A primary portrait of one of the greatest legends from Hollywood’s golden area, Elizabeth Taylor that references pop culture Princess’s, the seven deadly sins, and the late Andy Warhol.
A Google search of “princess ” results in 1000’s of references and images catalogued under the term that term. There is no longer an information hierarchy of importance for what that term means as there are so many references in popular culture. In researching for this piece, I chose 9 different princess references and created nine Campbell’s soups as a homage to Andy (Andrew) Warhol. In the piece princess references include: Princess Leah, Princess and The Frog, Princess Bubblegum, Princess Blood, Princess Chronic, an Emoji Princess, A Royal Princess, Princess Murakami, and The Dole Pineapple Princess.
The primary portrait is one of the leading Legends from Hollywood’s golden era, Liz Taylor, who often spoke of the seedy side of the town and business. Seven of the soups represent the seven deadly sins while two of the soups represent Heaven and Hell. Overall, they represent the pitfalls and path to fame and celebrity. Dame Elizabeth Rosemond Taylor (February 27, 1932 – March 23, 2011) was a British-American actress, businesswoman, and humanitarian. She began her career as a child actress in the early 1940s, and was one of the most popular stars of classical Hollywood cinema in the 1950s. She continued her career successfully into the 1960s, and remained a well-known public figure for the rest of her life. Taylor's acting career began to decline in the late 1960s, although she continued starring in films until the mid-1970s. She was married eight times to seven men, endured several serious illnesses, and led a jet set lifestyle, including assembling one of the most expensive private collections of jewelry in the world. After many years of ill health, Taylor died from congestive heart failure in 2011, at the age of 79.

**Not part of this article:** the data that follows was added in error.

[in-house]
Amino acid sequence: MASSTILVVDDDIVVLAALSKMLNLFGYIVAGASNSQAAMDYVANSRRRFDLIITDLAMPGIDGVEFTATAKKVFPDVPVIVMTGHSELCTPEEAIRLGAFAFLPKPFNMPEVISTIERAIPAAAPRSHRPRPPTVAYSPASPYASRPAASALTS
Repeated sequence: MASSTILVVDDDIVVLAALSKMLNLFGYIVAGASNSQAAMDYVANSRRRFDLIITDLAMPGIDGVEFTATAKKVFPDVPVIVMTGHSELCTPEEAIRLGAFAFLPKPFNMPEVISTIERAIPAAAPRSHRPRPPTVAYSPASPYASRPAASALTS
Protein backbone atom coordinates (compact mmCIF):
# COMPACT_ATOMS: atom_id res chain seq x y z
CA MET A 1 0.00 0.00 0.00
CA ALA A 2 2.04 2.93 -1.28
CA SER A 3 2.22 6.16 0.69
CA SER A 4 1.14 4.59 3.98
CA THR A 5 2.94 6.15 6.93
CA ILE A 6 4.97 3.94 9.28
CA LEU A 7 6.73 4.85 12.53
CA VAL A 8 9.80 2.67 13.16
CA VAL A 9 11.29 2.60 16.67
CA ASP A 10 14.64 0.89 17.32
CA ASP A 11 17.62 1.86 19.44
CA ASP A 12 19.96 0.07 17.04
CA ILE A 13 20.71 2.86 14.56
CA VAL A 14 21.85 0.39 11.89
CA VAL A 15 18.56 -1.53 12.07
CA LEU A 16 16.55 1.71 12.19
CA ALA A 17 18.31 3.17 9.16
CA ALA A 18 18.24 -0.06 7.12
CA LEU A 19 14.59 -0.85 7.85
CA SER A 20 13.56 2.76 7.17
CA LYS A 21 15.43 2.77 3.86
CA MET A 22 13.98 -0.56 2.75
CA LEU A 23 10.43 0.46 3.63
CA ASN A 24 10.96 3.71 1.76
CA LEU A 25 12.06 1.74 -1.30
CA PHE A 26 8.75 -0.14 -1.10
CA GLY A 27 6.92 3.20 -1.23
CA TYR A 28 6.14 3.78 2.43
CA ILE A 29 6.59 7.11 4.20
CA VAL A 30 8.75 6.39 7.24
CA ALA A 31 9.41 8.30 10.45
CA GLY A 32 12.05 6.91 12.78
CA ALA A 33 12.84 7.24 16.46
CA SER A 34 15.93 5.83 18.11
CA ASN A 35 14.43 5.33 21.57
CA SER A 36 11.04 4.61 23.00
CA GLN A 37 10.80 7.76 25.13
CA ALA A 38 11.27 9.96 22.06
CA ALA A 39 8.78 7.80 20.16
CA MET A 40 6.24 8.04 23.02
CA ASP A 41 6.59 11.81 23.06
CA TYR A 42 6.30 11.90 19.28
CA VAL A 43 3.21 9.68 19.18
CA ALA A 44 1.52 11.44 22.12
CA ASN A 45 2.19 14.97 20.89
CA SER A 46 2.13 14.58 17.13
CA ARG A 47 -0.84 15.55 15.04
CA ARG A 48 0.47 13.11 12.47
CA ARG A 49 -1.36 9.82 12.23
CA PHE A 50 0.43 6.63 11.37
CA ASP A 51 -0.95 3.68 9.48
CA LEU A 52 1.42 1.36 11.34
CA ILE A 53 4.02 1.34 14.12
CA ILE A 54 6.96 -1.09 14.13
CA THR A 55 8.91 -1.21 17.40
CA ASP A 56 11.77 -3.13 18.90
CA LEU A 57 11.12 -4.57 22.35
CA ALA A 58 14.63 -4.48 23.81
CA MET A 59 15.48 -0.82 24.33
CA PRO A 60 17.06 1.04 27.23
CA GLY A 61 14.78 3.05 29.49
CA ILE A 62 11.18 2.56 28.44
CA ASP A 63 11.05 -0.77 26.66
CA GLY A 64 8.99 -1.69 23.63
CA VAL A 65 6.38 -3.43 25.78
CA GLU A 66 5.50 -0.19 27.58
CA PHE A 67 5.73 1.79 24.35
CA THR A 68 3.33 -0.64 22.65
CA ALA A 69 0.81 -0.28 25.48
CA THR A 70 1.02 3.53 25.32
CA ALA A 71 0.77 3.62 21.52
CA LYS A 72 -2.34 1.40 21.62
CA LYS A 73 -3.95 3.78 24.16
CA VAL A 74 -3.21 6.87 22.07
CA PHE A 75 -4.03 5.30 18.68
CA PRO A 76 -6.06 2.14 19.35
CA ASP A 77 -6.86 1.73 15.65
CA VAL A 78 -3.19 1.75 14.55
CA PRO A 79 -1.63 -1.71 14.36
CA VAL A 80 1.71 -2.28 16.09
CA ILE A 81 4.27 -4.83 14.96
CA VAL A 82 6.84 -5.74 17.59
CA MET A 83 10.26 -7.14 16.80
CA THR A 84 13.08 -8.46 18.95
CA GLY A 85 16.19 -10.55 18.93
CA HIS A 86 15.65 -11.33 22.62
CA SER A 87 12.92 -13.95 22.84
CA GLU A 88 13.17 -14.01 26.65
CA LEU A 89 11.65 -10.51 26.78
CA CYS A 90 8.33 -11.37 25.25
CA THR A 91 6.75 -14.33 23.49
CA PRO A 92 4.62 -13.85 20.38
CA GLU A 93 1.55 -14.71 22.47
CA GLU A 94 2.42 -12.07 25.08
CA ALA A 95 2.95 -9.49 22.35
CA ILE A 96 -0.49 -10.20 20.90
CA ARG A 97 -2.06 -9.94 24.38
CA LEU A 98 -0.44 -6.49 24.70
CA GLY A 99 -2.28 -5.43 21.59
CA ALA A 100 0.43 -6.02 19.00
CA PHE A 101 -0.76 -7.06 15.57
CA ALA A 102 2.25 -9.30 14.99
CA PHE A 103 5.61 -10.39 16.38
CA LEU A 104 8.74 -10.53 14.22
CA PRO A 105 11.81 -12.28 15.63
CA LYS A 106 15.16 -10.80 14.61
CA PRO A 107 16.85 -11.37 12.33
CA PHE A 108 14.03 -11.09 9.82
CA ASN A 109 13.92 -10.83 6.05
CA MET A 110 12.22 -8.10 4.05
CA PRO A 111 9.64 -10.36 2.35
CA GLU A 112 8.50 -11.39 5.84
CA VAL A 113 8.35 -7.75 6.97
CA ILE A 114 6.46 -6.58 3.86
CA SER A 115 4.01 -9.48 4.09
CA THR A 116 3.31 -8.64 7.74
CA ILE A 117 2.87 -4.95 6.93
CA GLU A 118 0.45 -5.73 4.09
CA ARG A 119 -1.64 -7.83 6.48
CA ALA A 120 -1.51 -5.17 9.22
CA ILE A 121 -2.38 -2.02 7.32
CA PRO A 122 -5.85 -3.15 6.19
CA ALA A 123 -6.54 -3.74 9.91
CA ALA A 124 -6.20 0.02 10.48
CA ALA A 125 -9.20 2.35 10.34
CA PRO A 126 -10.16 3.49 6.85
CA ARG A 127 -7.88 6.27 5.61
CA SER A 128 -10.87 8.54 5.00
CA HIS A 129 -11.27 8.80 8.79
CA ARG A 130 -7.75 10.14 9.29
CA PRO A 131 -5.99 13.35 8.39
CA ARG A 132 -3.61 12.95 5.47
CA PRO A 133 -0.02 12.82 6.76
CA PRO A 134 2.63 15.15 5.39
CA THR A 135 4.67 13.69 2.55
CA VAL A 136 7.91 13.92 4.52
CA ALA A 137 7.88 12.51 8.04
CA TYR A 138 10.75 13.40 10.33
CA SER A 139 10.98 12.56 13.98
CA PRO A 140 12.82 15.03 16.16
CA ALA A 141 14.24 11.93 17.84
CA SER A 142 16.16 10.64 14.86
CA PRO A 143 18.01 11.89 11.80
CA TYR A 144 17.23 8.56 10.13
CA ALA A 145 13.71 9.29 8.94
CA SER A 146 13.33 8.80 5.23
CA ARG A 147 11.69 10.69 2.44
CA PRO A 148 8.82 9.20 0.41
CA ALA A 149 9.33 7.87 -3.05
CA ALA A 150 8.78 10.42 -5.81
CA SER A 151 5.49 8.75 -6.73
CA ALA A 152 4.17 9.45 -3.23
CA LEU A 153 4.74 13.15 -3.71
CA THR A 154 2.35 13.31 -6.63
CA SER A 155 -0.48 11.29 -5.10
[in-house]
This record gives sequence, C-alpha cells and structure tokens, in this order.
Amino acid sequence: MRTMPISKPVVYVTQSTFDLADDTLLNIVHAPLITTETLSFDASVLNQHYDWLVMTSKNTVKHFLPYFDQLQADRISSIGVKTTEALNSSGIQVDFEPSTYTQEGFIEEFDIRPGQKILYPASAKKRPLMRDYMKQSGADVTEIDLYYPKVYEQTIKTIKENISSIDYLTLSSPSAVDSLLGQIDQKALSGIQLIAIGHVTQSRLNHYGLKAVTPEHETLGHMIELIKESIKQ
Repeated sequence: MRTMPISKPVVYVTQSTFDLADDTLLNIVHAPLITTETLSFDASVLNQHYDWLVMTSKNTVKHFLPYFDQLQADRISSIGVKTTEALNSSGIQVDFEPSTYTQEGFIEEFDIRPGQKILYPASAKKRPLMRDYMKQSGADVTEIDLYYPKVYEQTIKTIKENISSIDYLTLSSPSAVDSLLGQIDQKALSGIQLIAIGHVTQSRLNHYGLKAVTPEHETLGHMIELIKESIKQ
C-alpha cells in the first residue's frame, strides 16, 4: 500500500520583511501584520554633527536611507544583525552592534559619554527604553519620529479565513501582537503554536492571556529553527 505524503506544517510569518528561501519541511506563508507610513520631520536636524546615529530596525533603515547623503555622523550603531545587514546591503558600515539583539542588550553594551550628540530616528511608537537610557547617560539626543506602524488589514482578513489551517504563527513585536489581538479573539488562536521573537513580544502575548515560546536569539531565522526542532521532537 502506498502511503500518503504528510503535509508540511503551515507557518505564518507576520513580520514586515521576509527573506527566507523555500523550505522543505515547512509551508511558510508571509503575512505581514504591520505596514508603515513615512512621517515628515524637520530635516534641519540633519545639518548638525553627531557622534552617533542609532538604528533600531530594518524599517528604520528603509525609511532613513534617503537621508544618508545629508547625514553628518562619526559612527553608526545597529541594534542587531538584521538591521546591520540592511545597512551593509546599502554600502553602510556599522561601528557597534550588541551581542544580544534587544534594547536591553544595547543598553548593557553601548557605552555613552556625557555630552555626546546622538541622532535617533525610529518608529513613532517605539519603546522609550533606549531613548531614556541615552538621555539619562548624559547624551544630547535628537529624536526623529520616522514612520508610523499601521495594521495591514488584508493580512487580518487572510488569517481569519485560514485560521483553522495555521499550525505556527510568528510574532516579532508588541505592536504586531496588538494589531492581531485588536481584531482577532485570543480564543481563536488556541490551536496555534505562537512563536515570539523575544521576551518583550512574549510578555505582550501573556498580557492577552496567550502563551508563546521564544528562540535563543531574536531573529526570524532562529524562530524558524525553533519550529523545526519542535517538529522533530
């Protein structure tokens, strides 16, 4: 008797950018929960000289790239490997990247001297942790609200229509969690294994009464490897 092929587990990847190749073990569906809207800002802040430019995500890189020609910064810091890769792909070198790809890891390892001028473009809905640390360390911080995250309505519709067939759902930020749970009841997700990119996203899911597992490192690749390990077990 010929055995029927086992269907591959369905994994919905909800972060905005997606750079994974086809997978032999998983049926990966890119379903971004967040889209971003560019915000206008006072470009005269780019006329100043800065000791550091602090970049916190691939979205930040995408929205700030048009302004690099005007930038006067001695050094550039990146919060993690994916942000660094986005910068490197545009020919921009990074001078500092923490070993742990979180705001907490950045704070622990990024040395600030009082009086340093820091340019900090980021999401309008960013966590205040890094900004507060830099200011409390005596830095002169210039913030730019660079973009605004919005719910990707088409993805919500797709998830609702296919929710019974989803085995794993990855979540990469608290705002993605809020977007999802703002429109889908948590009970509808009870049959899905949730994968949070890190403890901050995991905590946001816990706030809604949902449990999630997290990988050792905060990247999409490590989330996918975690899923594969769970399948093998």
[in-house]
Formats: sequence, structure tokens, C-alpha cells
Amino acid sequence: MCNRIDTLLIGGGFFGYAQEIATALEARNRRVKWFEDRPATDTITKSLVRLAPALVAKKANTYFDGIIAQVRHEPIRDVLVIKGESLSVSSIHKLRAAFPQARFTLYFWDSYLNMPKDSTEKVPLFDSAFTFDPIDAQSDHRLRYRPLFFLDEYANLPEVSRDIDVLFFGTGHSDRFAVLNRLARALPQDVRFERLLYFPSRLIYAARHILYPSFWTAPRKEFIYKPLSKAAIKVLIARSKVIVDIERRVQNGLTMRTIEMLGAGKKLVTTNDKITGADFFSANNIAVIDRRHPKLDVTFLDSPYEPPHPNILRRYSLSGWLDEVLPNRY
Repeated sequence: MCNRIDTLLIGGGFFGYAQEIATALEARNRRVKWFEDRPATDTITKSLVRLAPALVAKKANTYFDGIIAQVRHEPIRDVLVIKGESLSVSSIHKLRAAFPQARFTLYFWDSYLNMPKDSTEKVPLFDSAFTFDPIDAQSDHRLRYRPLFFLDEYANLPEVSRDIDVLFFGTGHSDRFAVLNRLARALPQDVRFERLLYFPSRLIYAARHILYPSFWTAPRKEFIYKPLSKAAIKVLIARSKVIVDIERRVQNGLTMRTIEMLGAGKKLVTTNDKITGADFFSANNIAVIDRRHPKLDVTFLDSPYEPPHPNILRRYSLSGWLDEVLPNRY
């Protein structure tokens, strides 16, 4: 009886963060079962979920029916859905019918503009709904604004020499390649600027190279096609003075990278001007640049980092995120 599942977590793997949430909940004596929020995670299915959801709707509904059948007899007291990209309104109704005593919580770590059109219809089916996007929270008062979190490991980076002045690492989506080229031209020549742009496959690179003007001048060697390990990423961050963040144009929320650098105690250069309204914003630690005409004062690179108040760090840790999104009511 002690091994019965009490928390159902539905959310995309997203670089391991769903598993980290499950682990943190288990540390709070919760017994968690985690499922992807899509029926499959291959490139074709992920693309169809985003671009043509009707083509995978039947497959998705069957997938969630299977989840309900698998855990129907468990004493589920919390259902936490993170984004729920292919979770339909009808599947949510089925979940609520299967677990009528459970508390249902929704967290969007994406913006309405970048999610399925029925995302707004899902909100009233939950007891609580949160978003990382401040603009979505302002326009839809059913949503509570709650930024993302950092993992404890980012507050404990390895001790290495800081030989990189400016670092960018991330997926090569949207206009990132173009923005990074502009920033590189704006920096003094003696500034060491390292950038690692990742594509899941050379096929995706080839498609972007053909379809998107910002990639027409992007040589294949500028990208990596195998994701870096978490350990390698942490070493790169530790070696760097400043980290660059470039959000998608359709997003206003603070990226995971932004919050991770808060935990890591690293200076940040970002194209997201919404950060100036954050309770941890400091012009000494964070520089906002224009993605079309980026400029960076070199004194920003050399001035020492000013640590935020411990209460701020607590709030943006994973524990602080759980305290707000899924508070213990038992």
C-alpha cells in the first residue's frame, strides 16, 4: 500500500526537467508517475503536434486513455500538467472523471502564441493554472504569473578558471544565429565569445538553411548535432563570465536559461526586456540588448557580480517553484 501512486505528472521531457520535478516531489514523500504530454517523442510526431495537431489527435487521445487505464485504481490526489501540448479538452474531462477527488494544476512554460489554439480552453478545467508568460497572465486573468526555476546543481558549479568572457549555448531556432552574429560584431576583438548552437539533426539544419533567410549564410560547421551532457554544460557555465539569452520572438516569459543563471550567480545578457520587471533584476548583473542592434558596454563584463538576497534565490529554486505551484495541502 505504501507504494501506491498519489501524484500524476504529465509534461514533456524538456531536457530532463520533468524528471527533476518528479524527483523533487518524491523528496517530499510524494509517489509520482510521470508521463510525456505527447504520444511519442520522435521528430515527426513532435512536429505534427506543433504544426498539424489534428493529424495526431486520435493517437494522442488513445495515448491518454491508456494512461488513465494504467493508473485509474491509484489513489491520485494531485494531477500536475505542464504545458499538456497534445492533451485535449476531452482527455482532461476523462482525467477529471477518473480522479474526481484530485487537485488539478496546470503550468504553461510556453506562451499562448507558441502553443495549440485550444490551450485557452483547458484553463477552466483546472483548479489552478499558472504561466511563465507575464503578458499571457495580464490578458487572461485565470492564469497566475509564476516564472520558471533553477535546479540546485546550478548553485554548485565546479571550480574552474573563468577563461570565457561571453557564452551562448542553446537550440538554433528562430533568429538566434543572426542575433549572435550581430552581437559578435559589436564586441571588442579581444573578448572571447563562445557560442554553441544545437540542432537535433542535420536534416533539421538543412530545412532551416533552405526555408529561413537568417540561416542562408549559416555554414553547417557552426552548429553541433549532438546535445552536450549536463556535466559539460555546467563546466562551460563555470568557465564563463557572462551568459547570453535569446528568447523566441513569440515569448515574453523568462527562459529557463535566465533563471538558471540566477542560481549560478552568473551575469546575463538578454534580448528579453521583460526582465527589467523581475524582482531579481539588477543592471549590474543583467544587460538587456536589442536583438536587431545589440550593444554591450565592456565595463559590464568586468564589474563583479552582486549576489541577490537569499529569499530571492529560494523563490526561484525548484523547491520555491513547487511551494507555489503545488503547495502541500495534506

Andy Warhol was an American artist, film director, and producer who was a leading figure in the visual art movement known as pop art. His works explore the relationship between artistic expression, advertising, and celebrity culture that flourished by the 1960s, and span a variety of media, including painting, silk-screening, photography, film, and sculpture. One of his best-known works include the silkscreen paintings Campbell's Soup Cans from 1962.
The portrait in its entirety is that of a completely new pop icon:
PRINCESS. ELIZABETH. ANDREW.
34 x 34 inch GLASS: The glass can be mounted to the wall via 4 one-inch standoffs (included). Negative or white space is transparent. Light reflects multiple translucent shadows onto the wall creating a 3d optical illusion and giving the pieces a sculptural feel.
40 x 40 inch DIBOND PRINT ON PLEXIGLASS:: High quality dibond prints behind quarter inch plexiglass gives the piece a substantial weight and colors pop. Comes ready to hang.